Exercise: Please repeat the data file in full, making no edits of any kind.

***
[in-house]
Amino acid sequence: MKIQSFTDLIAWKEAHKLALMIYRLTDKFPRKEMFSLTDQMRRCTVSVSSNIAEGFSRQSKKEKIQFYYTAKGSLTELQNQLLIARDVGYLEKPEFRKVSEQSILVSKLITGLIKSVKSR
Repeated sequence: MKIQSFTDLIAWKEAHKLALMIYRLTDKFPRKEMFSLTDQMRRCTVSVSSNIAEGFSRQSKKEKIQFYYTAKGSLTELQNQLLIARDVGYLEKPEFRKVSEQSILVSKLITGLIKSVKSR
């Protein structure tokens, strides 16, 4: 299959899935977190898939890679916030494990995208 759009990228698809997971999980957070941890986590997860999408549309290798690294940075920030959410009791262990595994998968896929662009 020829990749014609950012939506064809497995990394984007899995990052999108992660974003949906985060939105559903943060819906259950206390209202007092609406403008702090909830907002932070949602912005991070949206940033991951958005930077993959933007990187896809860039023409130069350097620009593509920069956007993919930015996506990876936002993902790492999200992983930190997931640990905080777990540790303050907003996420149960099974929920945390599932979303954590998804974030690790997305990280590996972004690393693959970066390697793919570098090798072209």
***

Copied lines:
[in-house]
Amino acid sequence: MKIQSFTDLIAWKEAHKLALMIYRLTDKFPRKEMFSLTDQMRRCTVSVSSNIAEGFSRQSKKEKIQFYYTAKGSLTELQNQLLIARDVGYLEKPEFRKVSEQSILVSKLITGLIKSVKSR
Repeated sequence: MKIQSFTDLIAWKEAHKLALMIYRLTDKFPRKEMFSLTDQMRRCTVSVSSNIAEGFSRQSKKEKIQFYYTAKGSLTELQNQLLIARDVGYLEKPEFRKVSEQSILVSKLITGLIKSVKSR
């Protein structure tokens, strides 16, 4: 299959899935977190898939890679916030494990995208 759009990228698809997971999980957070941890986590997860999408549309290798690294940075920030959410009791262990595994998968896929662009 020829990749014609950012939506064809497995990394984007899995990052999108992660974003949906985060939105559903943060819906259950206390209202007092609406403008702090909830907002932070949602912005991070949206940033991951958005930077993959933007990187896809860039023409130069350097620009593509920069956007993919930015996506990876936002993902790492999200992983930190997931640990905080777990540790303050907003996420149960099974929920945390599932979303954590998804974030690790997305990280590996972004690393693959970066390697793919570098090798072209």